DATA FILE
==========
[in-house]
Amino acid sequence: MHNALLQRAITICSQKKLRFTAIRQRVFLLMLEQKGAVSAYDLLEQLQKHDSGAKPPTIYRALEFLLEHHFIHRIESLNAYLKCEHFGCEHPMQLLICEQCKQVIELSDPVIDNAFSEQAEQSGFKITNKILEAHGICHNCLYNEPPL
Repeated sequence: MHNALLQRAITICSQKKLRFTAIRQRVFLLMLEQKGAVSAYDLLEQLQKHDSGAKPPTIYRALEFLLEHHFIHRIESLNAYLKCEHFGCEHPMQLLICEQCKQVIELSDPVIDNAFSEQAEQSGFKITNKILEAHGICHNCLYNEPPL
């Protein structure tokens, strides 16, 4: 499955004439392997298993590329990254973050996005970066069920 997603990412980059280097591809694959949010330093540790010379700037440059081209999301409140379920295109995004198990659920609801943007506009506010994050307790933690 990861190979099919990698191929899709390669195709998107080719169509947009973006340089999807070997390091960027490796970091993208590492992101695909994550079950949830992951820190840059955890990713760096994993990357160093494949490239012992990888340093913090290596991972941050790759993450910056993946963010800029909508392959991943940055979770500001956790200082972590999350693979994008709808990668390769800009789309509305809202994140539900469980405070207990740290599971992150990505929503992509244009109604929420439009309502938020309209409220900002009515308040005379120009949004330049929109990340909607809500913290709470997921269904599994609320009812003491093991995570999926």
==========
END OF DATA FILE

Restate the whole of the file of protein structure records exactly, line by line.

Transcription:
[in-house]
Amino acid sequence: MHNALLQRAITICSQKKLRFTAIRQRVFLLMLEQKGAVSAYDLLEQLQKHDSGAKPPTIYRALEFLLEHHFIHRIESLNAYLKCEHFGCEHPMQLLICEQCKQVIELSDPVIDNAFSEQAEQSGFKITNKILEAHGICHNCLYNEPPL
Repeated sequence: MHNALLQRAITICSQKKLRFTAIRQRVFLLMLEQKGAVSAYDLLEQLQKHDSGAKPPTIYRALEFLLEHHFIHRIESLNAYLKCEHFGCEHPMQLLICEQCKQVIELSDPVIDNAFSEQAEQSGFKITNKILEAHGICHNCLYNEPPL
């Protein structure tokens, strides 16, 4: 499955004439392997298993590329990254973050996005970066069920 997603990412980059280097591809694959949010330093540790010379700037440059081209999301409140379920295109995004198990659920609801943007506009506010994050307790933690 990861190979099919990698191929899709390669195709998107080719169509947009973006340089999807070997390091960027490796970091993208590492992101695909994550079950949830992951820190840059955890990713760096994993990357160093494949490239012992990888340093913090290596991972941050790759993450910056993946963010800029909508392959991943940055979770500001956790200082972590999350693979994008709808990668390769800009789309509305809202994140539900469980405070207990740290599971992150990505929503992509244009109604929420439009309502938020309209409220900002009515308040005379120009949004330049929109990340909607809500913290709470997921269904599994609320009812003491093991995570999926």